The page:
Time Frame: Pre-series, shortly after the Team's escape from Fort Bragg.

Disclaimer: The A-Team belongs to several lovely people. I, alas, am not one of them, and will not be receiving any monetary gain from this offering.

Author's Note: I am a long-time fan of The A-Team, and while I never thought I'd end up writing fanfiction for it, here we are. This story has been languishing in my files for a couple of years now. I had originally planned to add at least one more chapter to it, but the muse became distracted and has yet to be enticed to return. HOWEVER, after re-reading it recently, I realized it could stand satisfactorily enough just as it was. With that in mind, there will be 4 chapters total for now and I'll be updating every few days or so. Hope you enjoy!


It wasn't the jungle. There was too much steel and glass and cement for that, not to mention too little humidity. But the distinctions between where he'd been and where he was had begun to blur days ago. Or maybe it was weeks now. In all honesty, he had no idea how long he'd been searching; how long they'd been gone.

How long he'd been alone.

Murdock lengthened his strides, physically shying away from his own thoughts. Perhaps it was a good thing time had become a lost concept to him. If it hadn't, he would be forced to put a number on how long the Team had been unaccounted for and with that number would come other truths. Truths that involved facing reality, accepting loss, dealing with grief.


Murdock started running. It was impossible to gain any speed with so many people on the sidewalk. Their bodies buffeted him, like the clawing undergrowth of the jungle, slowing his progress. Preventing his escape. Keeping him from his friends.

Panic swept over him along with a wave of lightheadedness. A half-formed thought flitted through his mind—something about food and the need to rest—but he dismissed it. He couldn't stop. Not now. If he stopped he was dead and the Team with him. That's the way it was in the jungle and this was a jungle. They could pour as much concrete on it as they wanted, but it wouldn't change anything. His friends were just as hunted here as they had been in Vietnam, and no amount of so-called civilization would change that. And as long as his friends were prey here, so was he.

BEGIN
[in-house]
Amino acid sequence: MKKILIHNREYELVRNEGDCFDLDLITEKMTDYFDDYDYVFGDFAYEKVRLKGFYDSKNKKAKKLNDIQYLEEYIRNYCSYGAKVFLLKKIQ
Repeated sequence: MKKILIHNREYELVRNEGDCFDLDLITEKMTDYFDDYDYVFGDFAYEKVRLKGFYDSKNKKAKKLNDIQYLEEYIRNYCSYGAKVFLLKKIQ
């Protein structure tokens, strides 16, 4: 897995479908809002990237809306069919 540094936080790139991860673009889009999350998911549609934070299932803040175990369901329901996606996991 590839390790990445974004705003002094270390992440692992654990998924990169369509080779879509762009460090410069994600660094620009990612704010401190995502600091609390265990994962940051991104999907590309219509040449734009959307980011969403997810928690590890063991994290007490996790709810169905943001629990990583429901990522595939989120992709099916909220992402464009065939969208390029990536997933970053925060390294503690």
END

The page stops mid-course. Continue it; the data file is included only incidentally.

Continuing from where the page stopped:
Hands grabbed at him and he blindly jerked away. He backpedaled, stumbling over his own legs and falling against something solid. Voices swirled around him, which wasn't necessarily all that unusual these days, but somehow it felt different. Like they were talking to him, not about him. Asking him something.

Wanting him to talk.

The thought screamed on repeat through his brain, drowning out everything else. They wanted him to talk, to betray his friends. They all did. But he wouldn't. He wouldn't.

Mind straying to the piece of paper in his hand, he clutched it tight. He was trained to resist, but the man whose name and address were scrawled on that bit of paper was not. Murdock had clung to the note for hours now. After criss-crossing the country searching for leads on the Team, this man was his last hope. The only possible link left and the single reason he had come to Los Angeles. But if this man could truly lead Murdock to the Team, couldn't he also lead others to the Team as well, however unintentionally or unwillingly? The thought choked him.

What have I done?

Murdock curled his hand more fiercely around the slip of paper, fingernails biting into his palm. The voices and the bodies attached to them were pressing closer; shadows and lights flowing past him in dizzying patterns.